Samsung LE46A656 46in LCD TV Review


Key Specifications

  • Review Price: £1236.99

When you’re as stunning to look at as Samsung’s A656 LCD TV range, it usually follows that the bigger screen size you’ve got, the more striking you look. And so it proves with the LE46A656A1 (which I’ll refer to as the 46A656 from here on)

For at 46in across, this is comfortably the largest A656 model we’ve looked at to date. Yet it’s also, for my money, the prettiest. The gorgeous hint of deep red tucked within the screen’s glass-fronted dark bezel really does look lovely at this size – especially in the way the red hue becomes slightly more overt the further towards the edge of the bezel you go.

It’s worth adding, too, that the 46A656 is put together without any glue or rivets – a remarkable achievement that packs even more aesthetic punch on a 46in TV than it does on the smaller 32in and 40in models we’ve looked at previously.

Don’t think for a moment, though, that the 46A656’s stunning exterior is designed to distract you from an under-developed heart. In fact, this set is one of the best-featured models around right now.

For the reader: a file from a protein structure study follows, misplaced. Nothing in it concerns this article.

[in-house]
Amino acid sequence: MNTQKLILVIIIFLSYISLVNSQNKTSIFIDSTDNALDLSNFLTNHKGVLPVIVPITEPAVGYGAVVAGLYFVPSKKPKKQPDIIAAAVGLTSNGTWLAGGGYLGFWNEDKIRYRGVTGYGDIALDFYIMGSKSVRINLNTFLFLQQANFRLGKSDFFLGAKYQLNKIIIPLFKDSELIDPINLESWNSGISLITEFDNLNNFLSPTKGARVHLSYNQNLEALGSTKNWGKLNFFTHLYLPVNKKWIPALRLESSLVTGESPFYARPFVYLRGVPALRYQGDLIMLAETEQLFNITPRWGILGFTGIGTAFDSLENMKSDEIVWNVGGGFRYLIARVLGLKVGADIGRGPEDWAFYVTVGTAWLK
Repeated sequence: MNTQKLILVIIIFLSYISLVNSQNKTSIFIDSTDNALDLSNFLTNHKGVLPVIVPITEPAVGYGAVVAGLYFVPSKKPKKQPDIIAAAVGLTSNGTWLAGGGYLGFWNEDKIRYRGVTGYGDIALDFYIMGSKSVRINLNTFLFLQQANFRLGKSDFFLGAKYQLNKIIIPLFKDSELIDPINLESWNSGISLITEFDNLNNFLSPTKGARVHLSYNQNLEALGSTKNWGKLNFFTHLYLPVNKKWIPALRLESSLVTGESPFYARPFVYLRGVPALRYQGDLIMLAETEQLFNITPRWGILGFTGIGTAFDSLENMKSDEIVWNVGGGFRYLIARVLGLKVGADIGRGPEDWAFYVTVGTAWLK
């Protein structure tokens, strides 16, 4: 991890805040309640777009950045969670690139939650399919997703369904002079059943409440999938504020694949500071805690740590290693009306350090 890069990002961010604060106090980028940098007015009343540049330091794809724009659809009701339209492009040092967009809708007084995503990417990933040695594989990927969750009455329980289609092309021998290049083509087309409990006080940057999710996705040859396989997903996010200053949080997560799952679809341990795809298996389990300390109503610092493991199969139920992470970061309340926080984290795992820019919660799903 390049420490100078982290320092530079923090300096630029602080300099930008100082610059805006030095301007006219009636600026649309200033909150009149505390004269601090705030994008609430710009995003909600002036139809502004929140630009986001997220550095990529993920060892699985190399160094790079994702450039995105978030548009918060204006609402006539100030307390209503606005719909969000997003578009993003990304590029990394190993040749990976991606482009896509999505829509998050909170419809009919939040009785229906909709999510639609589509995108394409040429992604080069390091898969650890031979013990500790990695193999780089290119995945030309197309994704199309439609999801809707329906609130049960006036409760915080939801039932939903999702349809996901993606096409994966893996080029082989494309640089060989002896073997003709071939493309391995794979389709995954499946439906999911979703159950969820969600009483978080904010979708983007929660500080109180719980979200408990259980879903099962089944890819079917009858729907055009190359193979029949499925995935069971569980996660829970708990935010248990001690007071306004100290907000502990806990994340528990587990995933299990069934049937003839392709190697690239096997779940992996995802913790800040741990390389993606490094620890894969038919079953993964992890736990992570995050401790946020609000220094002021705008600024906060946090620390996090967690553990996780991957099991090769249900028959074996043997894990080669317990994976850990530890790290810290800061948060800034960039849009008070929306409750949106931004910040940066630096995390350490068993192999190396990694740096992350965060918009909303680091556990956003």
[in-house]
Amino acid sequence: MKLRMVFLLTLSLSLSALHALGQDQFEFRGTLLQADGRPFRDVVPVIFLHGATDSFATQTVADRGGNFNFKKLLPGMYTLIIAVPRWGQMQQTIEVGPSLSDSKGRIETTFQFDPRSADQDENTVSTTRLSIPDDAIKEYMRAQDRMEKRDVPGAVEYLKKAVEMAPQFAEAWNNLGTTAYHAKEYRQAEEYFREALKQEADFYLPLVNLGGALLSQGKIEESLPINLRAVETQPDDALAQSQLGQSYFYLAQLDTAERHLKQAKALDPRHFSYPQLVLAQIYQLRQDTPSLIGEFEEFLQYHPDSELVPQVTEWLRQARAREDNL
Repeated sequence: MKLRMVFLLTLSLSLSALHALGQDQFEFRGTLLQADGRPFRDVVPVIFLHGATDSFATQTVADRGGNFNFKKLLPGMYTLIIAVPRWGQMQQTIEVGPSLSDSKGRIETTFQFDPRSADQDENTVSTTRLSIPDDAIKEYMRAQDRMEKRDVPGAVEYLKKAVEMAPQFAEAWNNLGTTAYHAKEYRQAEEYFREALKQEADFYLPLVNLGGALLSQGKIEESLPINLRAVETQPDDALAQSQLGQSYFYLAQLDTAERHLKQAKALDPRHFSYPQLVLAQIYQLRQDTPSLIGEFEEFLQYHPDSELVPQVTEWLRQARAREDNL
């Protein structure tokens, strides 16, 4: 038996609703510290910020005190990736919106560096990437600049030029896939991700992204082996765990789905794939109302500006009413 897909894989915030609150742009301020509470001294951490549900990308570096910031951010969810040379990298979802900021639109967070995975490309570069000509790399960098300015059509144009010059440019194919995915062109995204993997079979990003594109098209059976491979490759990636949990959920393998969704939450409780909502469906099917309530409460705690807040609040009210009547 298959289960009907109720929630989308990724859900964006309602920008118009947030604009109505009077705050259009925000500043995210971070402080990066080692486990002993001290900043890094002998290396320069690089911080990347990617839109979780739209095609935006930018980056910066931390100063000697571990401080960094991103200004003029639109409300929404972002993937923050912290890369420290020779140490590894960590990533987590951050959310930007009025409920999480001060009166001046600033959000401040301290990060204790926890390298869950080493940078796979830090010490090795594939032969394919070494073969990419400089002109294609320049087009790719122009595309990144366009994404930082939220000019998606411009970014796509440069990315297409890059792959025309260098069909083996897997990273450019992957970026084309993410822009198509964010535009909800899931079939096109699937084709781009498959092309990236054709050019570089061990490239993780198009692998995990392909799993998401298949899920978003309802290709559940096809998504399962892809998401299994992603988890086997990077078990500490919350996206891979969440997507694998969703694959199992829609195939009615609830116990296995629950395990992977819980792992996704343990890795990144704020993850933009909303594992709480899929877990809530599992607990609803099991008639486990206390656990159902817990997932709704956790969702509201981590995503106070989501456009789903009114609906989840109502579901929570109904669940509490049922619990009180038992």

Its connections, for instance, include a superb four HDMI sockets, all built to the v1.3 specification, with Deep Colour compatibility, CEC functionality (for control of compatible sources via the TV’s remote), and the ability to receive the 1080p/24 sources now available from most Blu-ray players. Splendid.

These four HDMIs come on top of all the usual goodies, of course, such as a component video input, a D-Sub PC input, an optical digital audio output, two SCARTs, an S-Video input, and a composite video input. Plus there’s a further unusual finding in the shape of a USB 2.0 port for playing back JPEG stills or MP3 audio files.

Inevitably for a premium TV of such a prodigious size, the 46A656 incorporates a 1,920 x 1,080 Full HD resolution, and promises a supremely high contrast ratio of 50,000:1. This figure is made possible by a) the assistance of the inevitable dynamic contrast system, where the TV’s backlight is dimmed to boost black levels during dark scenes, and b) some proprietary filtering technology in the screen itself, which drastically reduces contrast-spoiling reflections.

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